What Being An Artist Means

Image

Waiting on a bench in the Jerusalem Central Station, I met a girl who was an alumni of my University. She was in Israel for the month and she was on her way to visit her aunt and uncle who lived in the Yeshuv , Itamar.

We spoke about our experiences at Boston University, our recent adventures in the Holy land, and our shared status as artists.

Then she got to politics.  My new friend had entered into dangerous territory.

“You know, I’m an artist and all, and you, being an artist, you probably have similar ideas…but, since I’m an artist, I just don’t really feel comfortable with my aunt living in a settlement.  What do you think?”

Last time I checked, your creative abilities were not supposed to determine what you considered right and wrong.

I am an artist. I paint. I take pictures. I make films. I write.

The fact that I can put paintbrush to canvas does not have any impact on what I think about Jews living in our homeland.  That I can write out a poem does not mean that I am opposed to idealists and dreamers. That I can pick up a camera does not mean I deny the rights of my own people.

If you are an artist, you should be putting your creative energies into defending this land you blindly condemn because of your vocation.  There are artists in this land. There are artists painting pictures and there are artists painting reality. They create the world that they want to live in. They fight for their art, they die for their art, and you oppose them for their art.

Do not tell me you oppose them because you are an artist.

Yes, it is encouraged in society to hide your beliefs, to not stand up for what is right…but to believe in something simply because it fits a label you place yourself into? No wonder the world is upside down.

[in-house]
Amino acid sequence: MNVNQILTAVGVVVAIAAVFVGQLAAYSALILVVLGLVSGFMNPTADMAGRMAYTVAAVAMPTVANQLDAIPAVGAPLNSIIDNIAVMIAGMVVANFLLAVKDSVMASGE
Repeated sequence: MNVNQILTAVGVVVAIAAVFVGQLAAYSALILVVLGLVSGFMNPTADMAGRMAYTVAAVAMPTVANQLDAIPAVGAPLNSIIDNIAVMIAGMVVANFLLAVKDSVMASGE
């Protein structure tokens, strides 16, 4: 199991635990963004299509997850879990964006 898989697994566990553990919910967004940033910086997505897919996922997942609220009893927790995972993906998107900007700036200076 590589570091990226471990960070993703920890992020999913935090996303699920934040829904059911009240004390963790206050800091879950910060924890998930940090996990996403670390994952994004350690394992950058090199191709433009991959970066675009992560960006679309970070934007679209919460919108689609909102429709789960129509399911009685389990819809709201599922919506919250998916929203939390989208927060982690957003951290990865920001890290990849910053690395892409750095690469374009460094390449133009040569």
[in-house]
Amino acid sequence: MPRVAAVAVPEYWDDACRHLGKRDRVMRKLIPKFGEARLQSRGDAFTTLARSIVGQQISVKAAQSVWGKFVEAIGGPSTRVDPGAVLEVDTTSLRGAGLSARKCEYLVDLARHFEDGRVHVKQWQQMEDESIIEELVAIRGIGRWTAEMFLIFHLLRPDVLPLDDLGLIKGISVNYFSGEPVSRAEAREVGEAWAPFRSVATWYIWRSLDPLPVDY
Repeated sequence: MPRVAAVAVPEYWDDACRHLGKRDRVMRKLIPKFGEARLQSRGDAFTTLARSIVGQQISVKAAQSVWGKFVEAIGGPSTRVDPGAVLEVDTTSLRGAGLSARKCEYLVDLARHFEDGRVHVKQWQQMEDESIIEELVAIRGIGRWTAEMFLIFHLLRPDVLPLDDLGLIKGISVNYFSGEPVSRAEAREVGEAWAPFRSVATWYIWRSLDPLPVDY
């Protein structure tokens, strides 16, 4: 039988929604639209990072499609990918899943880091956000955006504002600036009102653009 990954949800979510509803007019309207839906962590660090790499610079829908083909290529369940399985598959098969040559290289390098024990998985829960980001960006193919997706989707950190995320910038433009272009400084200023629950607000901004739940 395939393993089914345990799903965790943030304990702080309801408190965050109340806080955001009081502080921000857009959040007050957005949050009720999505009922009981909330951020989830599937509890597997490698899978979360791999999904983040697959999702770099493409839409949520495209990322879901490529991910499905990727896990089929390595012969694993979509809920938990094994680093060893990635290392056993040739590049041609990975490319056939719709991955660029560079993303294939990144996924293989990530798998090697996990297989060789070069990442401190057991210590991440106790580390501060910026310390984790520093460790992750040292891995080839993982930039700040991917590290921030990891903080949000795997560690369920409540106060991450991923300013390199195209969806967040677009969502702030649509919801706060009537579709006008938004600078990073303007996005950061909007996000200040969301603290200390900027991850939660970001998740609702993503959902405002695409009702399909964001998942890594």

The Jewish people living in Yesha are artists. They create, they give, they fight.  If you are going to oppose something, let it not be because you are an artist.  If you are going to oppose something, let it be because this something is wrong.  However, In this case, this something…is right.

A Sculpture In Safed

ImageImage

Tourist trinkets and Hamsa bracelets lined the street as I passed by shops in Safed. I wasn’t looking for a bracelet with the Shema on it or a new Magen David necklace.    I had already been on the Israel trip where that was the norm.  I was looking for something different.

What I found was a message.

I spotted an art gallery and entered.  I was immediately drawn toward a particular sculpture.  The familiarity of the sculpture struck me. It was an abstract representation of two human beings in an embrace.  Neither gender nor any other characteristics were discernible from the piece. All that was expressed was two humans making a connection.

What immediately came to my mind upon seeing the piece was a sculpture by Laura Rubio, a Mexican artist currently residing in Atlanta, Georgia.  The figure is of two forms connected and embracing.  Although the forms are more rounded and smooth than the sculpture I found in Safed, they both express human intimacy.  It struck me how these two artists could live on opposite sides of the world but still express the same universal human experience.  

Diversity is beautiful.  I love how in Israel I can see Arabs, Europeans, Ethiopians, Americans, and all other types of people on the same street. Within the Jewish nation, there are many different lifestyles and ways of expressing Judaism.  Differences between people can be beautiful.  However, we often forget that underneath the different clothing and life perspectives, much of what we experience is the same.  When you can recognize that all human beings have the potential to experience love, affection, and connecting with others it is easier to also recognize the respect that each human being deserves and to understand that the universality of the human experience is there to help us recognize the importance of placing value on each and every soul, whether they be Jewish in Israel, Muslim, Israeli, or Atlantan.

Laura Rubio’s Art